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A new yeast species discovered by University of the Sciences researcher Matthew J. Farber, PhD, promises to brew sour beer in half the time of the usual fermentation process. Named GY7B, the novel, lactic-acid producing yeast is capable of fermenting a pleasant, aromatic sour beer and eliminates a secondary fermentation process using bacteria that is normally required for production.
“We have evidence that GY7B is a novel yeast species with distinct characteristics,” said Dr. Farber, director of the brewing science certificate program and an assistant professor of biology. “In addition to the faster brewing time for sour beer, because the yeast itself makes lactic acid, there is no need for brewers to introduce bacteria to their production line thus avoiding contamination concerns. Plus, it’s delicious.”
In normal sour beer production, two steps are required to achieve its flavor. The first being a fermentation process by traditional brewer’s yeast, followed by the introduction of bacteria that ferments remaining sugars into lactic acid. The production time can be four-to-six weeks or longer. The GY7B yeast species delivers highly attenuated (~95%) fermentation which yields beers with bright lactic acidity balanced by a slight sweetness from glycerol produced during fermentation. The tartness of the beer is perfectly balanced with a pleasant bouquet of apple esters with no discernible off-flavors.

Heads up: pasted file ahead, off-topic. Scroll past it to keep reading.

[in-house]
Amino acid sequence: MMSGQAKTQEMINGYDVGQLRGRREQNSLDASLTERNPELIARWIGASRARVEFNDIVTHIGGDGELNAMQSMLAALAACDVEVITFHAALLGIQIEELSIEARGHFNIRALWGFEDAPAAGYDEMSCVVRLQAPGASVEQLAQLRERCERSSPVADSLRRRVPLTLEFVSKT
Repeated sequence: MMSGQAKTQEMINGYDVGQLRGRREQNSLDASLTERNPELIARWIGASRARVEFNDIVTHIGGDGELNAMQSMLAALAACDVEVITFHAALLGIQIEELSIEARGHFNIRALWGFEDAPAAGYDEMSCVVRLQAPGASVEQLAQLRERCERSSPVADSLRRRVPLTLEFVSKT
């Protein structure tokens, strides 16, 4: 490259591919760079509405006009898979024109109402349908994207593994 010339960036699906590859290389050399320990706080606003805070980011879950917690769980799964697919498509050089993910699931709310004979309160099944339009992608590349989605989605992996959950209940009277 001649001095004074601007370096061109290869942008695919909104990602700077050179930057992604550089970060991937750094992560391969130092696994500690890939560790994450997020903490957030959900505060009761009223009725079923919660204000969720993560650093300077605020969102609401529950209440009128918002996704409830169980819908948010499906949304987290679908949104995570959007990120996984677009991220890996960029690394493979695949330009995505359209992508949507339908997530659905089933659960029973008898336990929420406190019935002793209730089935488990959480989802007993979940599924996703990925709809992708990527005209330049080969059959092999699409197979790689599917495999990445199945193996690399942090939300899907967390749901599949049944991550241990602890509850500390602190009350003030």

The wild yeast was locally isolated on a tree near campus in West Philadelphia as an outcome of student research in Dr. Farber’s lab. Once cultured, GY7B went through production trials in the USciences pilot brewery and is the basis of ongoing research. The resulting analysis indicated the quite rare trait of heterolactic acid fermentation by yeast, something classically described in bacteria such as Lactobacillus and Pediococcus.
While sour beer is not widely found on shelves, Dr. Farber attributes that to the long fermentation time and the complexity and risks associated with its production. Both of which are addressed with this yeast species.
“Our ultimate goal is to provide GY7B to a commercial yeast supplier who would in turn get it into the hands of more brewers,” said Dr. Farber. The application of the GY7B yeast for sour beer production is protected by provisional patent that was filed with the assistance of Domingos Silva, PhD, JD, of Saul Ewing Arnstein & Lehr, LLP.
For more information on GY7B, visit https://www.l2cpartners.com/wp-content/uploads/2017/08/USciences-Yeast-August-2017.pdf